Marrakech The most special moment in Marrakech occurs just before dusk. Pick your spot on a roof terrace in one of the many cafes which surround Place Jmaa el Fna and watch the magic unfold. As the sun begins to set, the hawkers and street food vendors roll their mobile stalls onto the square to set up for the night. As the call to the sunset prayer sounds from the Koutoubia mosque's minaret, the electric bulbs of the food stalls illuminate one by one, until the natural light has gone and the square is lit by hundreds of twinkling lights. Get to your chosen cafe early to secure a front-row seat and snap the sun setting behind the Koutoubia.
Essaouira The classic picture of Essaouira, which you will find on postcards all over town, is shot through a round window in the fortifications (skala) of the port. Entrance is 10DH and as well as great views looking back to the white-washed medina, you will get an aerial view of the functioning port and the canons lining the crenulations, as well seeing swooping seagulls and the islands out in the bay. For the best sunset views, head to the medina skala, or one of the many bars and restaurants along the beachfront, and wait for the sun to sink into the Atlantic.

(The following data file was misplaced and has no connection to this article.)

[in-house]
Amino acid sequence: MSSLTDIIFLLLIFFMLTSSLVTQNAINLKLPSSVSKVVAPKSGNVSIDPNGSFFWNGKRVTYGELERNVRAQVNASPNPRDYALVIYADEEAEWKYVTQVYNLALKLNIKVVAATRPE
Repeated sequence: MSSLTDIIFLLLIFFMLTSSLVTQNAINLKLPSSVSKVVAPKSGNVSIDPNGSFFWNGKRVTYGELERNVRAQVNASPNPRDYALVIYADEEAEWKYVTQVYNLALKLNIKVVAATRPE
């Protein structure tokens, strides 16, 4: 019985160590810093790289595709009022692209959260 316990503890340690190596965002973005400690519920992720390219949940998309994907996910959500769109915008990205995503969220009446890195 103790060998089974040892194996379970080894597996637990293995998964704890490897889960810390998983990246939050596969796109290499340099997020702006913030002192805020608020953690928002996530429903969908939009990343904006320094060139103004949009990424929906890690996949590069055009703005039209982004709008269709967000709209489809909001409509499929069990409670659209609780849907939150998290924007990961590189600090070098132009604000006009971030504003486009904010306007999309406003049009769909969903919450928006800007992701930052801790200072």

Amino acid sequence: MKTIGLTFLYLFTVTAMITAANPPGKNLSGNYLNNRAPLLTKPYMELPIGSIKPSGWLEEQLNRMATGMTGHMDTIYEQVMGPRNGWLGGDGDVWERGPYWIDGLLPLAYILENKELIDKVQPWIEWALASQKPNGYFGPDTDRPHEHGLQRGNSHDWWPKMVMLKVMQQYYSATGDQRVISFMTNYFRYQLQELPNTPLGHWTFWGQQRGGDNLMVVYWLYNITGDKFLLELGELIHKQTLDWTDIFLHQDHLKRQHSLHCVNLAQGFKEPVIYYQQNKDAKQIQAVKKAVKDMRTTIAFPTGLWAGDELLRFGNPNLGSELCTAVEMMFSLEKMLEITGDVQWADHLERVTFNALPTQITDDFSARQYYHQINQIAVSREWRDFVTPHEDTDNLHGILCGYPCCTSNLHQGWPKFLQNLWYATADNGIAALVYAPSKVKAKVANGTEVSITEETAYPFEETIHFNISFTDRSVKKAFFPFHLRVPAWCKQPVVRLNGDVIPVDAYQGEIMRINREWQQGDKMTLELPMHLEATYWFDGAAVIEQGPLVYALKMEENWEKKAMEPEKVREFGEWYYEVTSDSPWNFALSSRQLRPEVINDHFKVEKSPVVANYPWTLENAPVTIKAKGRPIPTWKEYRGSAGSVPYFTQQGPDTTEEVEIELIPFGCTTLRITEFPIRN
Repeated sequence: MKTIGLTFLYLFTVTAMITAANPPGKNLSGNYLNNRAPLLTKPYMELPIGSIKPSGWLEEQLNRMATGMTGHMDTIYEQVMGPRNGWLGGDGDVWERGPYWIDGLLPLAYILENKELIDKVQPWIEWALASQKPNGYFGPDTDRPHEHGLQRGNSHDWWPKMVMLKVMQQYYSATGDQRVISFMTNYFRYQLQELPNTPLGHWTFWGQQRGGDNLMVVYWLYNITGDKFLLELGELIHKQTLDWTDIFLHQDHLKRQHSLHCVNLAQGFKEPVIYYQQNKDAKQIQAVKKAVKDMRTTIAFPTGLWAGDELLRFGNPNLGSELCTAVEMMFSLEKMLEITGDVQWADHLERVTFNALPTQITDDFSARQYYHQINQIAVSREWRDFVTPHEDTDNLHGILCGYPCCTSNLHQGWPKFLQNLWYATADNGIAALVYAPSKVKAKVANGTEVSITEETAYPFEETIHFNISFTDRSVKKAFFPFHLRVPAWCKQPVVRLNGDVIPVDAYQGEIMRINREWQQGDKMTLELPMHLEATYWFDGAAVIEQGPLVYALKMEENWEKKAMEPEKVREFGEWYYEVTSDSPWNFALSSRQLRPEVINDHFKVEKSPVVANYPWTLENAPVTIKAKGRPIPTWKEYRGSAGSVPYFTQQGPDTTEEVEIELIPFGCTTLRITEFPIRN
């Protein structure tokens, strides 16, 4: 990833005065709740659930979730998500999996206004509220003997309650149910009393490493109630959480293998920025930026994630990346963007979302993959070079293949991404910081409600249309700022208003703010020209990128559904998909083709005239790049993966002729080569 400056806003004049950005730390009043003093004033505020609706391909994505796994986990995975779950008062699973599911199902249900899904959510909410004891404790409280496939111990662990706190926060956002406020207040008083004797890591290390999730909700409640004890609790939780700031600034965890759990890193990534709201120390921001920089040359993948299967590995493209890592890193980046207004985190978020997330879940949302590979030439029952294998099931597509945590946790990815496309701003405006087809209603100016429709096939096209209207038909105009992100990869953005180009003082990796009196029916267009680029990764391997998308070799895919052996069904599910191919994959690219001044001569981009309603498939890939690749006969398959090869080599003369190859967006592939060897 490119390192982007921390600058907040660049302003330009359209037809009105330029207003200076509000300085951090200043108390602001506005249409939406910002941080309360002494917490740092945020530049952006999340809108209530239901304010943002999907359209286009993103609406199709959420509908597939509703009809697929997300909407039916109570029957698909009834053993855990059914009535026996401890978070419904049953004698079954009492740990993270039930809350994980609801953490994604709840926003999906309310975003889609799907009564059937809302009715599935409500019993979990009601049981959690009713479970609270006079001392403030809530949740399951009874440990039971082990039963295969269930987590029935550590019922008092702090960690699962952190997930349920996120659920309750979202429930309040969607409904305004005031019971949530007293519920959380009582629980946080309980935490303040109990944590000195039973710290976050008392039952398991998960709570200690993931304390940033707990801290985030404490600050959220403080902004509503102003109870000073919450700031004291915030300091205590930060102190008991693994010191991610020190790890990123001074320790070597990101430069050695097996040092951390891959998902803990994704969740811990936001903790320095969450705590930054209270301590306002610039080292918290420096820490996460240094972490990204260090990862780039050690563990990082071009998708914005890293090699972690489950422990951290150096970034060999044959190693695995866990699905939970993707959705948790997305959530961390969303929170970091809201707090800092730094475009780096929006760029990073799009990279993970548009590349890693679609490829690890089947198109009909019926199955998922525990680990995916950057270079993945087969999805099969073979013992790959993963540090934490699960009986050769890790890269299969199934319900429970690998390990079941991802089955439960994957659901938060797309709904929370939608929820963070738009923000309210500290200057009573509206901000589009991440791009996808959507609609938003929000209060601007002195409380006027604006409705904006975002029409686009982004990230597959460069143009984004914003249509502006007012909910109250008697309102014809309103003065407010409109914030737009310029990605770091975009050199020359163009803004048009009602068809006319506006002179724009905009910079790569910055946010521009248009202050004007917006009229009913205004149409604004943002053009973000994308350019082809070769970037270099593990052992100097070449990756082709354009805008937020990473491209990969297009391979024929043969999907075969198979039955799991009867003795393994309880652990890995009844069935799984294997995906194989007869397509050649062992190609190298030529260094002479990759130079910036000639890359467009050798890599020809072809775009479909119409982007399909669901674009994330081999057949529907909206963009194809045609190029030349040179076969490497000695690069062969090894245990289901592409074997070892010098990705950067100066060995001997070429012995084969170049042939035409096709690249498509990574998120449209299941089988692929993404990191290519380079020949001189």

Dades Gorge The best views of the stunning Dades Gorge are from the Auberge Chez Pierre, in the gorge itself. The ochre and red landscapes are an essential sight on your route to Zagora. Even if a night at Chez Pierre isn't on your itinerary, it is worth stopping for lunch or a drink on their terrace. The hotel is built in the traditional local style amid terraces of fruit trees, offering fantastic views of the surrounding gorge.
Erg Chebbi Dunes It is not always easy to get an accurate impression of the sheer size and majesty of the magnificent Erg Chebbi sand dunes. However, the Yasmina Hotel offers unbeatable views due to its sheer remoteness. It is located right on the edge of the dune complex and the slightly longer drive from all sense of civilization is worth it for the absolute peace and calm that gives visitors a true feeling of the vastness Great Sahara. The best views of the dunes are at sunrise and sunset. For this reason, you may not choose to sleep at Yasmina - many guests use it as a stopping point before heading into the dunes on camel-back for a night under the stars in tents. This list is offers edited and subjective highlights of our favorite views. On your Morocco trip you will certainly experience many others, take many photos and create special memories for the years ahead.